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Vitamin of the Week, Mick R. (Talent)


Mick R.

A Nielsen-Norman award winning Senior UX Designer and Information Architect, Mick has worked in the web industry since 1995 on projects for clients such as NYSE, Citibank, Campbell’s Soup, the US Army, AOL and American Express on B2B and client-facing projects from desktop to mobile.

We’re thrilled that he was able to chat with us about the benefits of great UX and tips for anyone looking to improve the user experience of their site.

What UX project are you working on now?

Right now I’m working on several projects (as are most UX designers), but the one which takes precedence is a concierge service app for iPhone that’s being designed to elevate call center volume.

One condition that makes this app unique is as much as it is being designed to elevate call center volume, in order to work well it needs to anticipate the user situation from both the user’s environment and their history. As with all good UX design, we want to serve the user the content they need exactly when they need it. If we serve too little, the user will be unable to make an informed decision; if we serve too much, they’ll become overwhelmed.

When making recommendations to improve a product or service, how do get management buy-in?

One of the reasons that I went down the UX design path, rather than graphic and visual design one, is that I was drawn to its objectivity. The rationale for UX design decisions are more closely rooted to business needs and ultimately lead to greater user or customer satisfaction.

When you can connect the dots from business needs to customer satisfaction via your design, management buy-in is never far behind.

In your experience, what are the benefits of great UX?

First and foremost, great UX improves efficiency. After you’ve said that, you really can’t stop coming up with the benefits, depending on your product.

Internal business systems benefit from reduced training time and a greater transfer of knowledge; e-commerce systems benefit from ease of purchase and customer retention; information portals benefit from increased volume of queries with less human interaction; it goes on and on.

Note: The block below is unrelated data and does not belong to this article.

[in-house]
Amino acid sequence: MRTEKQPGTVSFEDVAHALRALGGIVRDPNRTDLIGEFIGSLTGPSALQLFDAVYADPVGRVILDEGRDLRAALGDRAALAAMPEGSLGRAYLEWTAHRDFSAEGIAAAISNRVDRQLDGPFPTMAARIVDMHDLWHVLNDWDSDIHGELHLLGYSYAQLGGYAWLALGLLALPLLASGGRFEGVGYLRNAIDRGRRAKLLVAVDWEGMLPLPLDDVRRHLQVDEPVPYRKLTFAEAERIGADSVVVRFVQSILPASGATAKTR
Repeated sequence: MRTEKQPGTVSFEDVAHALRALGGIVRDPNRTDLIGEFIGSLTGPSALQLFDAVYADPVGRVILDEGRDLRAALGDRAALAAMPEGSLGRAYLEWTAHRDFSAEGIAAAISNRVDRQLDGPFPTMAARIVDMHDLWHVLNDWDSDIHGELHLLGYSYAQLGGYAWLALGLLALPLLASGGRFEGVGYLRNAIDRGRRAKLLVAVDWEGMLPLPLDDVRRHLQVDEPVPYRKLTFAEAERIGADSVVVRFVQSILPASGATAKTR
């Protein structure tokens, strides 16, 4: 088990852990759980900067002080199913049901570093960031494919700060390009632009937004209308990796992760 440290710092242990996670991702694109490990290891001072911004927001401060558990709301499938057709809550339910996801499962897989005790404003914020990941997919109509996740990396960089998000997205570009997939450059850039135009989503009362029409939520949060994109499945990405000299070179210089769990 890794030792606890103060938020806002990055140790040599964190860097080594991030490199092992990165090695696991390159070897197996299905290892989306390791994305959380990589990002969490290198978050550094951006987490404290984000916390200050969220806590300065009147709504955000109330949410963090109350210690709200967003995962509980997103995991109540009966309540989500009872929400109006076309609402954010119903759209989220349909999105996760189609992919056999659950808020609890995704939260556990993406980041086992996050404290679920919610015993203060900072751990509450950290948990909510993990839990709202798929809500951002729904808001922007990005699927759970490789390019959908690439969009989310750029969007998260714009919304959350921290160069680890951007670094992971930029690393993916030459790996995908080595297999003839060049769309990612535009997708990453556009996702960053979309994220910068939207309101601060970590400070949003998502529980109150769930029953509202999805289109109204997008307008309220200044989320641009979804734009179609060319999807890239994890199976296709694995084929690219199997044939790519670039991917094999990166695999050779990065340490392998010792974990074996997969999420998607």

But again, it all comes down to efficiency which translates to a greater bottom line.

When thinking about mobile, what are you most excited about?

We’re just starting to scratch the surface of what we can do with mobile. One innovation seems to lead to ten more. It’s really an amazing time to be working in this area.

To me one of the most exciting things about mobile is that you already know something about your user: that they’re not bound to the physical limitations of a desktop or laptop, which really gets you thinking about incorporating that into their experience. It’s great to let the mobile experience live in its own space, and not limit it to a watered down version of the desktop experience. It really opens up a whole new world.

Which skill do you admire most in a UX talent?

The greatest skill a UX designer can possess—and the one that is the hardest to train into a designer—is empathy. If a designer can put themselves into the shoes of a user, someone who is coming to the product from a set of experiences, and possibly a culture, that is vastly different from that of themselves, they are gold.

What’s the biggest challenge you face as a UX professional?

Not getting involved on a project early enough. As a freelancer I’m often called in to work on projects after the requirements gathering phase is over. Unfortunately this can mean I don’t have all the information I need in order to design the best experience. And if the deadline doesn’t allow for me to go back in and find it, we’ve got a problem. I like to think of UX designers as professional chefs who don’t need to just make the dishes, they need to go shopping for the ingredients as well.

What's your best tip for someone trying to improve the UX of their site?

Objectively define what you want a user to get out of your product, then put yourself in their shoes and try to accomplish that task. It’s much easier said than done.

Again, it really comes down to empathy; a good UX designer is the advocate of the user.

Apart from that, my advice to someone looking to make the quickest impact on usability with the least amount of effort is to simply remember the two oldest adages in the book: keep it simple and less is more.

Thanks again to Mick for all his great answers!

Looking for more tips and tricks in the world of UX? We’ve got you covered!

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